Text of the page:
Photo by Maggie Pope
MyBirth doula service opened in July in Scott’s Addition. Co-owners Emily Bruno, Amy Lavalle and Jenny Fisher offer an innovative suite of services in a crisp, yet colorful space that houses a common room, a yoga studio and offices for other Richmond creatives. MyBirth doulas support all types of birth, including medicated and scheduled births. We sat down with yoga instructor Laura Grace Zetlan to learn more about the yoga classes, how yoga helped her through her pregnancy (she earned her certification during that time), and for tips that all parents can use before, during and after bringing in a bundle.
Richmond magazine: How long have you been a yoga instructor?
Zetlan: I finished my teacher training about a year and a half ago. I had been teaching yoga for about two and a half years before that and practicing for 14 years. I had also been a barre, pilates and dance instructor.
RM: What did you learn while pregnant during your training?
Zetlan: For me, it showed me I had the strength I needed to get through. I was 35 weeks pregnant and still doing handstands and headstands, though that’s not what I’m going to be teaching here. Regular meditation practice, breath techniques and more helped me prepare for birth for my own son, which was a long and difficult birth. Luckily, I also had Emily as my doula.
RM: How did you select Emily?
Zetlan: I met Emily via DoulaMatch, a database that helps you find your doula. I also had met Jenny when she had brought her son to my toddler yoga class. I interviewed them both and chose Emily, but knowing Jenny was Emily’s backup, we would win either way.
RM: Why did you start teaching at MyBirth?
Zetlan: When I was going through my prenatal training, I reached out to Emily and asked if the classroom space was to include yoga. I knew how much my practice meant to me during my pregnancy. I had been teaching moms and kids before that. I wanted to bring that inner strength to mommies-to-be and bring out the inherent inner strength of women in the process.
RM: What yoga principles are important during pregnancy?
Zetlan: We build community. That is No. 1. You get to meet moms in the same process as you. In the beginning, you introduce yourself and anything going on in your life and pregnancy. A mom at 17 weeks and a mom at 30 weeks can both teach each other things.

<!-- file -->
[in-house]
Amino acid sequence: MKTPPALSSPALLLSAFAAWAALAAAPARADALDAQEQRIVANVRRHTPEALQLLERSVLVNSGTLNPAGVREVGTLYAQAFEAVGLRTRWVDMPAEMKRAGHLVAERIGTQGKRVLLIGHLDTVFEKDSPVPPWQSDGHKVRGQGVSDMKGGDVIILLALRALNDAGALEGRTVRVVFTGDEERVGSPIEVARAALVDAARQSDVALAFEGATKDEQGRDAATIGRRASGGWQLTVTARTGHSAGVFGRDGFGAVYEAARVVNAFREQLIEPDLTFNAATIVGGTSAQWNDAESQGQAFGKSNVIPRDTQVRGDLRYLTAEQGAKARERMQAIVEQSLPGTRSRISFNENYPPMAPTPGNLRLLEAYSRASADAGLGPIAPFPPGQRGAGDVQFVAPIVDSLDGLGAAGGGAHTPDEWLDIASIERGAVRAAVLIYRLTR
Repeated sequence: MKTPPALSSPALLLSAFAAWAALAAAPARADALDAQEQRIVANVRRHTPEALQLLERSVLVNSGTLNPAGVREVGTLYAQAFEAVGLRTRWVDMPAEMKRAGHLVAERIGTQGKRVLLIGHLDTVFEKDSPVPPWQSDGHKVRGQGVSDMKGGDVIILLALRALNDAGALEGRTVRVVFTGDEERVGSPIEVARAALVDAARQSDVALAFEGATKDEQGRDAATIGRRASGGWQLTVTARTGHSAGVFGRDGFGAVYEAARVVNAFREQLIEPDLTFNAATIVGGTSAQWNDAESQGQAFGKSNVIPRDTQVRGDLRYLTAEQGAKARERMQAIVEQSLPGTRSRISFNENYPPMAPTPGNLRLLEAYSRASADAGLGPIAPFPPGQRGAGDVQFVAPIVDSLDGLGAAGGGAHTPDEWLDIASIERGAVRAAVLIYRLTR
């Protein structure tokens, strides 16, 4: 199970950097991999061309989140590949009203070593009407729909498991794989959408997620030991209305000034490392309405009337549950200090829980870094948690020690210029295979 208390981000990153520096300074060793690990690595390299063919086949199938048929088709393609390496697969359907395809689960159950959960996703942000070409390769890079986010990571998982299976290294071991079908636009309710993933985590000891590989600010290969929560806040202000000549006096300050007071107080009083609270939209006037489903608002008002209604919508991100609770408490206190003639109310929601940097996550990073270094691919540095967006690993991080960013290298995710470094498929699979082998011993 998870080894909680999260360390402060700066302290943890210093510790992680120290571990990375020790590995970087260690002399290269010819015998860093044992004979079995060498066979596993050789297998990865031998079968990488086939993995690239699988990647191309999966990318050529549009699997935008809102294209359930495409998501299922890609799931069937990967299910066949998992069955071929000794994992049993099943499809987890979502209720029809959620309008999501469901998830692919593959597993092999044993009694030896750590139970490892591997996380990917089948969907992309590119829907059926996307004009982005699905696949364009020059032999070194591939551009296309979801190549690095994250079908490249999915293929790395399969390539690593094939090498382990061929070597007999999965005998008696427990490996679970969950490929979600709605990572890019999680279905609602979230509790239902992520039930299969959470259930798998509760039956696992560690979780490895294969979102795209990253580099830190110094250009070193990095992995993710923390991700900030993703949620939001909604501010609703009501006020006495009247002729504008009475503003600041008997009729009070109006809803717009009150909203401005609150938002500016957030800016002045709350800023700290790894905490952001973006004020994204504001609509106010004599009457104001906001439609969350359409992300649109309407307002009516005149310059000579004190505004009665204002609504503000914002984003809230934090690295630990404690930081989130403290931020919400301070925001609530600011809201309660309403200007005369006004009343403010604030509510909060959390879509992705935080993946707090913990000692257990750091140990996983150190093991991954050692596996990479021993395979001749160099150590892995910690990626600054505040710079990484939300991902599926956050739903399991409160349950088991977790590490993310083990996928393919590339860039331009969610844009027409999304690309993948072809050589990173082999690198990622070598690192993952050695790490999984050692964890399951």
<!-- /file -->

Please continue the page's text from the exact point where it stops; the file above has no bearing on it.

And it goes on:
There is a lot in birth that you cannot control. What you can control is your breath. You can open the body and mind with breath. We do a lot of poses that open the hips and the pelvis. They create space in back, help hug the baby into the body, and alleviate some of the pain.
Restorative yoga is also important. We use lots of bolsters and blocks to relax. There is always a long Savasana (corpse pose) at the end, seven to 10 minutes. It’s nice to remind women they have nowhere else to be and no other person to tend to or to be in that moment.
RM: How about postpartum yoga? What are new moms needing most?
Zetlan: Postpartum workshops make time for just the new mom to be in class by herself. Her partner goes off by his or herself with the child. We focus on time and space for Mama.
We also work on rehabilitation of the pelvic floor and of the abdominal muscles. A lot of women go back to working out really quickly because society says they have to bounce back. That can lead to incontinence, separation of the abs and more.
For moms who are breastfeeding, they are picking up the baby a lot and their shoulders are up to their ears all the time. We incorporate a lot of eagle arms and other poses to relax the upper body and upper back.
RM: What tips can you offer new moms that they can easily implement?
Zetlan: Yoga means to “yoke,” or to come together. You need to come together with other people. Find other moms, find a support system, find a support group, find a stroller group you can walk with.
Yoga is off the mat, too. Focus on simply breathing. You have to breathe and take as many moments for yourself as you can. Hand the baby to your partner. Sit, have a cup of tea. Take time for yourself. This also helps you listen to your body and what it’s trying to tell you it needs.
Postpartum anxiety and depression are real. I know a woman who took her own life. I grew up with her on the South Side. There is a lot of stigma and a lot to learn. We should always be talking about it. We need to care for one another. We need to have our village.